My email inbox is loaded with pleas for money to help legitimate causes. The same organizations send mail through USPS into my property’s mailbox. The phone rings throughout the week with solicitors representing many non-profit groups. Grandchildren and neighborhood kids ask to be sponsored for school fundraisers. Churches encourage support for their special projects and favored missions.
I read letters with testimonies, which are distributed by worthy organizations that help people with life and death needs, and with distributing the gospel. After donating, they put me on a mailing list where I keep getting appeals every week or two. I’ve become desensitized with the number of requests bombarding me.
The apostle John questions your love if you don’t help those in need (1 John 3:17-18). Paul advised to “do good, to be rich in good deeds, and to be generous and willing to share” (1 Timothy 6:18). In Matthew 25:40, Jesus explains love in action, “whatever you did for one of the least of these brothers of mine, you did for me.” And I feel guilty that I haven’t done enough.
How do I decide the amount of money to contribute, and to which charities? Remembering that we are stewards of God’s provision, I realize that it’s not really “my money.” God has shown our family very clearly that tithing to church is first, and every offering or donation is secondary. I wish my family’s income could support every laudable project, but it doesn’t, so I have to choose. By what criteria should I be making my choices?
Since the majority of people are unbelievers who don’t give to Christian causes, I choose to support my fellow believers in Christ and organizations that represent my Christian values (Galatians 6:10). I consider the payouts of the organizations to see how much of every dollar actually goes to aid people. Among the prudent ones, I respond when my spirit is stirred, and then deliberate over the amount.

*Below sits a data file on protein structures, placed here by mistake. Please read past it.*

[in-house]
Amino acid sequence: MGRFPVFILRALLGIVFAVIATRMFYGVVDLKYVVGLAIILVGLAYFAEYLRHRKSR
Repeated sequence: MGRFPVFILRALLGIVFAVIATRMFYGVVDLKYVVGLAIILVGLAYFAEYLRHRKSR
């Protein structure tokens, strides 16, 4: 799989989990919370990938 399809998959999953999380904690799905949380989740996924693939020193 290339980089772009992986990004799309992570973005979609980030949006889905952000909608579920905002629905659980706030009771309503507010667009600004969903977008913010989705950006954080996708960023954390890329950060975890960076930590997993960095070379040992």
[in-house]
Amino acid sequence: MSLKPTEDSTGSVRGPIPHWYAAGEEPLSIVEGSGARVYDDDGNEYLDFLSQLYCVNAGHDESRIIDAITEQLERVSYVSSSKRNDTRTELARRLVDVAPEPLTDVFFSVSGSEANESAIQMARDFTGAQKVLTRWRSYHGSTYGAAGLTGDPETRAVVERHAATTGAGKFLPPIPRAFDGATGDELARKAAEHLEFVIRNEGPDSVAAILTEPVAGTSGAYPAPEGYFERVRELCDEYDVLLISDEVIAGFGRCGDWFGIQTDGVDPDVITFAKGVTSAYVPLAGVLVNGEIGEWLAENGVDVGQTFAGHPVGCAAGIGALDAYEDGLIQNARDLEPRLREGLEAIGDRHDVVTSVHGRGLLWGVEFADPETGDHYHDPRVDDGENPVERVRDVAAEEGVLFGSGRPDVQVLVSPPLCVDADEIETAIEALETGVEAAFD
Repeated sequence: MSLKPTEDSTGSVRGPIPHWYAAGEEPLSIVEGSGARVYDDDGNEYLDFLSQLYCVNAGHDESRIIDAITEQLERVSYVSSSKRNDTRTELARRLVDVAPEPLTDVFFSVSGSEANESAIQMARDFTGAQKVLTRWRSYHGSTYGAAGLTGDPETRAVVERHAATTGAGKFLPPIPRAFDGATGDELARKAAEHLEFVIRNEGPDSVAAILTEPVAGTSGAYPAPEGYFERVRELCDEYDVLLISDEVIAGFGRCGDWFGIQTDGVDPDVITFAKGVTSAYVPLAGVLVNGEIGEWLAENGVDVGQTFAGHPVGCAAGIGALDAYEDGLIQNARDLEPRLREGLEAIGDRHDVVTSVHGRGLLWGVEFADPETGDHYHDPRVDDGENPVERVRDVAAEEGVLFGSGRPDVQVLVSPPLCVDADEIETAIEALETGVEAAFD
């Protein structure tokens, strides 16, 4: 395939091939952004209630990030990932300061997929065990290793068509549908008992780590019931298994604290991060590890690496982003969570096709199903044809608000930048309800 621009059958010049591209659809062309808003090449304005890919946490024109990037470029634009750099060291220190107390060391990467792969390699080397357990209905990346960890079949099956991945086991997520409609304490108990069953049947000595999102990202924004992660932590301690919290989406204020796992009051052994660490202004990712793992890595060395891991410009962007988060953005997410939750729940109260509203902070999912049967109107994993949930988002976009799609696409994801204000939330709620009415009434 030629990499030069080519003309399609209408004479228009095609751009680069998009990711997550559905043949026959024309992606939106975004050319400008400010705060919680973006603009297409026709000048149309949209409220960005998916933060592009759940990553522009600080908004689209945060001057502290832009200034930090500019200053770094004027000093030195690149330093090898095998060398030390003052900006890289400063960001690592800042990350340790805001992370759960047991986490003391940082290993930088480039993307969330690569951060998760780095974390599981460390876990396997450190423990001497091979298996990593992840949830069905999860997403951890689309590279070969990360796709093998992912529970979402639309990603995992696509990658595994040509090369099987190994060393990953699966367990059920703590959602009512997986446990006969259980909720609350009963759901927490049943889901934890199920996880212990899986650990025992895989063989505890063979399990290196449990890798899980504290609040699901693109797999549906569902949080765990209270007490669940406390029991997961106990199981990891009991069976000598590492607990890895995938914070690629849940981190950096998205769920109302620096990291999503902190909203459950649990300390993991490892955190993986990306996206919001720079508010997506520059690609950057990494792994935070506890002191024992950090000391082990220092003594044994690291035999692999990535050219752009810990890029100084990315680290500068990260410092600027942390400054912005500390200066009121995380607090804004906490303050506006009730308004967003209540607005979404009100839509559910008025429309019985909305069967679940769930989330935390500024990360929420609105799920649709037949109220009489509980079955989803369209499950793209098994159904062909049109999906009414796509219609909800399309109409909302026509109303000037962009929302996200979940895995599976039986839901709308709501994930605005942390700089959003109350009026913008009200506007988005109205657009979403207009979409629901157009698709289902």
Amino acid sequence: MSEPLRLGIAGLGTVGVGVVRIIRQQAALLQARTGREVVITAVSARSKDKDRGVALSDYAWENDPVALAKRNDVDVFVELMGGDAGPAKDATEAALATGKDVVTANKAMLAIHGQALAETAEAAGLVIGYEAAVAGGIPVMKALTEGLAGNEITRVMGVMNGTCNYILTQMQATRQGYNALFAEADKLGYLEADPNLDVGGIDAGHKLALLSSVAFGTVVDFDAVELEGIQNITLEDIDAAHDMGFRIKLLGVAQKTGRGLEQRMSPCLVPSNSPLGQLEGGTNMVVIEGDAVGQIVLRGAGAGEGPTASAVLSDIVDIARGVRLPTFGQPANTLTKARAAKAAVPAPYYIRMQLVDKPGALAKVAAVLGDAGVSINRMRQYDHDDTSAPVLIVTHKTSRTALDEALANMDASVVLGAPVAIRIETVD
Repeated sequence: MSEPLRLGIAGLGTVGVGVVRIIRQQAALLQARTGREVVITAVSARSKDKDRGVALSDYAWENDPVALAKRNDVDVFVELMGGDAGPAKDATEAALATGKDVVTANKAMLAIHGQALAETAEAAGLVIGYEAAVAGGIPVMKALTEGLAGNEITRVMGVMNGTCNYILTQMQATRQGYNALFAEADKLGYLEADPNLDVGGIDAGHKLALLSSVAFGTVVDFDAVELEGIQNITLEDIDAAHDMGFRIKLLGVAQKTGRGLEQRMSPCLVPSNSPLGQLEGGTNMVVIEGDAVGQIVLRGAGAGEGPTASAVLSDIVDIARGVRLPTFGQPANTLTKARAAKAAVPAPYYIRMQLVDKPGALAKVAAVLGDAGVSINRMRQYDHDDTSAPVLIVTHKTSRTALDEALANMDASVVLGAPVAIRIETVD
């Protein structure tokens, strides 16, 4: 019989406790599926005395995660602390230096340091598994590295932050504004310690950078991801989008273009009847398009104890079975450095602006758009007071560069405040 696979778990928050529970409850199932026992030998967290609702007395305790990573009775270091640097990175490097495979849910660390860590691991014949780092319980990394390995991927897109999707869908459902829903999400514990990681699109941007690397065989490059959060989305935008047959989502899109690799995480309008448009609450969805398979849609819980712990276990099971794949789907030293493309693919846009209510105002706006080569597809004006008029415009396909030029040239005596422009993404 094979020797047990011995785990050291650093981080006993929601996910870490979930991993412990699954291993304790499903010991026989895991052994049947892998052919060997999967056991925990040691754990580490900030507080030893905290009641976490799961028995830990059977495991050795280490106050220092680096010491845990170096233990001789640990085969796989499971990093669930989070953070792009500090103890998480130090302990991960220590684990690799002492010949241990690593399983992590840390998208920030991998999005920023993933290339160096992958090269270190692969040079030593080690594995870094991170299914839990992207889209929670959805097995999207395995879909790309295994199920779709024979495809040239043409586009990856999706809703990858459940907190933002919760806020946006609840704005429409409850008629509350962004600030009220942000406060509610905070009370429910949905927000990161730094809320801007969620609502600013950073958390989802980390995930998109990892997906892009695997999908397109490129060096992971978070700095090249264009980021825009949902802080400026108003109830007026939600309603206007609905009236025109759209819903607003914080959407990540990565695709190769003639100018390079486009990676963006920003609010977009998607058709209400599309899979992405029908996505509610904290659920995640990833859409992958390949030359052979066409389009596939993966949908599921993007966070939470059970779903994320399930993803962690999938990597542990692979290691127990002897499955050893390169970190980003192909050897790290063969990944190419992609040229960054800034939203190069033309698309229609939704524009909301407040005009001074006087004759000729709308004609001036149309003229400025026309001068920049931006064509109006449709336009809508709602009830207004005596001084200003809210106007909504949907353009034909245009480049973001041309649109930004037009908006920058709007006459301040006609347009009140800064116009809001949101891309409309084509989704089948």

Easy decisions are when disaster strikes and a local charitable business needs donations. Kingsport’s Hope House (abortion’s alternative) was recently flooded. Samaritan’s Purse helps people in crises throughout the world and shares the gospel. Occasionally, a relative or friend fundraises to go on a mission trip.
My dilemma is that I’ve been passionately moved by numerous requests and have become frustrated with the inability to address so many needs and good causes — fighting for justice concerning religious freedom and speech in America, distributing Bibles and food to those without, and providing shelter and the gospel to refugees. I am now overwhelmed. Consequently, the unopened mail is thrown in the trash and emails are deleted without even reading through them. But then I think of Jesus’ message to love others with action.
Do you love the Lord, want to please Him, and hear Him say, “well done good and faithful servant” when you see Him face to face? I’m relieved that He sees our hearts and minds besides our inactivity. The sin of omission is mentioned in Scripture, “whatever you did not do for one of the least of these, you did not do for me” (Matthew 25:45). The consequences of omission due to apathy or complacency, and the consequences of one’s selfless, compassionate deeds are also stated, “Then they will go away to eternal punishment, but the righteous to eternal life” (:46).
Being a good steward requires making choices. If we pray about which charities to support, and then choose one of them that tugs at our hearts, we are being obedient. And as long as we cheerfully give an “offering” (when able) with loving our Lord and neighbor in mind, we shouldn’t feel guilty about those requests that go unanswered. Yet, that’s easier said than done.
Are you a cheerful and generous giver? What factors are involved in your donations of money, possessions, service, and time?